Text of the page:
with a brick floor."-p. xl. xli. After finishing her discourse upon Novels, During his apprenticeship, he distinguished Mrs. Barbauld proceeds to lay before her himself only by exemplary diligence and readers some account of the life and perform- fidelity; though he informs us, that he even ances of Richardson. The biography is very then enjoyed the correspondence of a gentlescanty, and contains nothing that can be man, of great accomplishments, from whose thought very interesting. He was the son of patronage, if he had lived, he entertained the a joiner in Derbyshire; but always avoided highest expectations. The rest of his worldly mentioning the town in which he was born. history seems to have been pretty nearly that He was intended at first for the church; but of Hogarth’s virtuous apprentice. He married his father, finding that the expense of his his master's daughter, and succeeded to his education would be too heavy, at last bound business; extended his wealth and credit by him apprentice to a printer. He never was sobriety, punctuality, and integrity ; bought a acquainted with any language but his own. residence in the country; and, though he did From his childhood, he was remarkable for not attain to the supreme dignity of Lord invention, and was famous among his school, Mayor of London, arrived in due time at the fellows for amusing them with tales and respectable situation of Master of the Worstories which he composed extempore, and shipful Company of Stationers. In this course nsually rendered, even at that early age, the of obscure prosperity, he appears to have vehicle of some useful moral. He was con continued till he had passed his fiftieth year, stitutionally shy and bashful; and instead of without giving any intimation of his future mixing with his companions in noisy sports celebrity, and even without appearing to be and exercises, he used to read and converse conscious that he was differently gifted from with the sedate part of the other sex, or assist the other flourishing traders of the metropolis. them in the composition of their love-letters. He says of himself, we observe, in one of The following passage, extracted by Mrs. these letters—"My business, till within these Barbauld from one of the suppressed 'letters, few years, filled all my time. I had no is more curious and interesting, we think, leisure ; nor, being unable to write by a reguthan any thing in those that are published. lar plan, knew I that I had so much invention, “As a bashful and not forward boy, I was an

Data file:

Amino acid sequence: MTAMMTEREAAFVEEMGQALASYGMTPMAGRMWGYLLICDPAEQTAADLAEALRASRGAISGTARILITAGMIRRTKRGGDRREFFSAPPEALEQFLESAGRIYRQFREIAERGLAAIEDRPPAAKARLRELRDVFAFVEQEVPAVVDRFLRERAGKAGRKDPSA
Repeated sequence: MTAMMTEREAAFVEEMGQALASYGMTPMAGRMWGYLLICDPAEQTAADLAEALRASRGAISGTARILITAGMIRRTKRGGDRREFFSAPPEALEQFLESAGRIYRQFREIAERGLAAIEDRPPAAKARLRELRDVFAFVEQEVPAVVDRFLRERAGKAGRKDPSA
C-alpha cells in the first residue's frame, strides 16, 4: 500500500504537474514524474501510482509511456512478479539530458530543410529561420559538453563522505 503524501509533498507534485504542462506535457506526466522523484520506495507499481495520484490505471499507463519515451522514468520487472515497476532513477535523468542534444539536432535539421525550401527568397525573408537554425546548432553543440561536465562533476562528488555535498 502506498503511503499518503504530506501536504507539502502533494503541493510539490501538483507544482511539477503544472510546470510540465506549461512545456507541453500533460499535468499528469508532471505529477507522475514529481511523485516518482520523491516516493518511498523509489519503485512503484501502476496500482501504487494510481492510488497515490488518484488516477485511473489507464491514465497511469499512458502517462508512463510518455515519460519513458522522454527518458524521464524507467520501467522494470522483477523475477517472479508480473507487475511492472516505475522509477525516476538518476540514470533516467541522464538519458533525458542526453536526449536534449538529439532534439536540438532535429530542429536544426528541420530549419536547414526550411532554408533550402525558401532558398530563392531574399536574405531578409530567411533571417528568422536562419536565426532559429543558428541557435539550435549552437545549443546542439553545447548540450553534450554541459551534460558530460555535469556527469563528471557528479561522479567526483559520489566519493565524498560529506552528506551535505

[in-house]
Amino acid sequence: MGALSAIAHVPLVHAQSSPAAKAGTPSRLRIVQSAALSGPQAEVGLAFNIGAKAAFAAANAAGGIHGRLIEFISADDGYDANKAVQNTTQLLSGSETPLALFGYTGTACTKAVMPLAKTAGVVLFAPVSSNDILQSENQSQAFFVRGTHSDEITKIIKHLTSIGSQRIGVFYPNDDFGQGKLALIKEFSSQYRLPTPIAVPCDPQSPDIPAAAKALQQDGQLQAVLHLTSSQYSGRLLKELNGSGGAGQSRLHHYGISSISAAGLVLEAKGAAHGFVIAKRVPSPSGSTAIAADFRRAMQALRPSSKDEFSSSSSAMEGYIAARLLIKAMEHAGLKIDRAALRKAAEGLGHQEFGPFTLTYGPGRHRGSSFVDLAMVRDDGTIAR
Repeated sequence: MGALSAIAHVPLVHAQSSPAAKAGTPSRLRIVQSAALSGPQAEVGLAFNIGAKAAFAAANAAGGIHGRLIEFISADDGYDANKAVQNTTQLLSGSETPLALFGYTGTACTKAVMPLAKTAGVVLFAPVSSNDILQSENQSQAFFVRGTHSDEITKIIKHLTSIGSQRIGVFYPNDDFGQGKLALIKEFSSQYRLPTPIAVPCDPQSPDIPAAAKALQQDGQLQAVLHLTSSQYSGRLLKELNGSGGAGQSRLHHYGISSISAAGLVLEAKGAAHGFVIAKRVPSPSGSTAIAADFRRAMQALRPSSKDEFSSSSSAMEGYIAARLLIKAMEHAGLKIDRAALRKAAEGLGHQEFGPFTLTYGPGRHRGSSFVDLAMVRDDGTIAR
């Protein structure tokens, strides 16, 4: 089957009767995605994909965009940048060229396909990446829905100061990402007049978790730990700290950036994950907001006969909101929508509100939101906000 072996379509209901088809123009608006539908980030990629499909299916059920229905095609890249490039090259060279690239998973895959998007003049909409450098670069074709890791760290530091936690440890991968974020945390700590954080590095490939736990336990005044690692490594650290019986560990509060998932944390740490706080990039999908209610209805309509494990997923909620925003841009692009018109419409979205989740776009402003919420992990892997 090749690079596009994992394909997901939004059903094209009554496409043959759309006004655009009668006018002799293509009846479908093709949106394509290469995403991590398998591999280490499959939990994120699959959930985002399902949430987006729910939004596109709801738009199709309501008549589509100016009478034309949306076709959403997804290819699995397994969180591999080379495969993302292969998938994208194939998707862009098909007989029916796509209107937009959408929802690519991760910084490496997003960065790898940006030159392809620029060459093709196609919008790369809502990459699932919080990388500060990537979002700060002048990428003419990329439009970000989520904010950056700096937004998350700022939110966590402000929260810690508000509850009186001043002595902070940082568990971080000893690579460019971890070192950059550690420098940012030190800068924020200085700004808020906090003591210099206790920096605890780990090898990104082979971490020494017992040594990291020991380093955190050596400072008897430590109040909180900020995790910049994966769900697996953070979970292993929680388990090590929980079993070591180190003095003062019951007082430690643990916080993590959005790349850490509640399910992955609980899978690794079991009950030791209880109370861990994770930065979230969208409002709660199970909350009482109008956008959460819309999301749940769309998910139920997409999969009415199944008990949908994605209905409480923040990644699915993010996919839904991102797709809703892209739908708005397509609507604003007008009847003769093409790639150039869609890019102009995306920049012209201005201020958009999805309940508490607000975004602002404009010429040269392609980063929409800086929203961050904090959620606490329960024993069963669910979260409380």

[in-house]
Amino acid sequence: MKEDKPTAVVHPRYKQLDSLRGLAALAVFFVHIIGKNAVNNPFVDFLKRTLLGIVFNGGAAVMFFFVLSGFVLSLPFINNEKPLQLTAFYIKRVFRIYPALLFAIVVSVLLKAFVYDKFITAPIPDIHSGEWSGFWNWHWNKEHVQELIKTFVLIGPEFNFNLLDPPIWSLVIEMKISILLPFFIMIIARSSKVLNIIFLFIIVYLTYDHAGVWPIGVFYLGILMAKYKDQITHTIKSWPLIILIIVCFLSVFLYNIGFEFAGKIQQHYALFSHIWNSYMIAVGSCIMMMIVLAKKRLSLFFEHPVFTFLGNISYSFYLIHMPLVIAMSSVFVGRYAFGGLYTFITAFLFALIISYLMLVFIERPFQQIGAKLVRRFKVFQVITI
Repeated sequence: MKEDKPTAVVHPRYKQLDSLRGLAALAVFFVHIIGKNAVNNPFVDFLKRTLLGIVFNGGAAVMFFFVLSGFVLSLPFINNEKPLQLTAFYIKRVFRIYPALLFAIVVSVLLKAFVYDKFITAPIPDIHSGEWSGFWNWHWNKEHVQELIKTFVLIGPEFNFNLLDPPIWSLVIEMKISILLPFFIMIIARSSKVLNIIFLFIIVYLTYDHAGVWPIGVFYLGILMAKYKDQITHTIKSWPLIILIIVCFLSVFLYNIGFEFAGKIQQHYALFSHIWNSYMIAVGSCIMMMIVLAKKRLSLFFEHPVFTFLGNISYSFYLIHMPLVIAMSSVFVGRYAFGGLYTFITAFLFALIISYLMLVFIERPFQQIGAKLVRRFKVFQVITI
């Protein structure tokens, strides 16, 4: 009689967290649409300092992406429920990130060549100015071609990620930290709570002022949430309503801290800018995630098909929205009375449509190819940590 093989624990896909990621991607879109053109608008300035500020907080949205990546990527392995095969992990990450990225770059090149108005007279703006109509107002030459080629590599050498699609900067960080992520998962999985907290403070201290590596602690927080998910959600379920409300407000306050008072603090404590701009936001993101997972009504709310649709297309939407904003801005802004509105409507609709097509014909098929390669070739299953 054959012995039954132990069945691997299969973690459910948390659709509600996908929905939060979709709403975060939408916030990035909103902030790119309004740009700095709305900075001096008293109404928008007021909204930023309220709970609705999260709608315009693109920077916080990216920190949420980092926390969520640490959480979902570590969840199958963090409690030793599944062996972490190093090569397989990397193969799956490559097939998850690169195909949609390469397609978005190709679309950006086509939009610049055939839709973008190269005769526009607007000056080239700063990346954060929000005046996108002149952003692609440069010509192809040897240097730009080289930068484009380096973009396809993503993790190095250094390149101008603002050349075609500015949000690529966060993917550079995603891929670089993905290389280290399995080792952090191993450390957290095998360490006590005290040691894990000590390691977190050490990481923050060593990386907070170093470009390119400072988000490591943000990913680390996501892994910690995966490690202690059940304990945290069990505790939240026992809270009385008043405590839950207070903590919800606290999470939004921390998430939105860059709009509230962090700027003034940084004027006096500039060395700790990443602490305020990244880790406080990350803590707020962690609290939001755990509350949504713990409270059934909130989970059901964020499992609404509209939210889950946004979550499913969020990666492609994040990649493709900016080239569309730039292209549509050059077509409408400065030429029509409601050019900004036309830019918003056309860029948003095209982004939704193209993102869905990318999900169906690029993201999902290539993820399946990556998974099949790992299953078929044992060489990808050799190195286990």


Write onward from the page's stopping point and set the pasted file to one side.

till I almost accidentally slid into the writing early favourite with all the young wonen of taste of Pamela. And besides, little did I imagine and reading in the neighbourhood. Half a dozen that any thing I could write would be so of them, when met to work with their needles, kindly received by the world.” Of the origin used, when they got a book they liked, and thought and progress of this first work he has himself I should, to borrow me to read to them; their left the following authentic account. mothers sometimes with them; and both mothers and daughters used to be pleased with the observa. “Two booksellers, my particular friends, entions they put me upon making.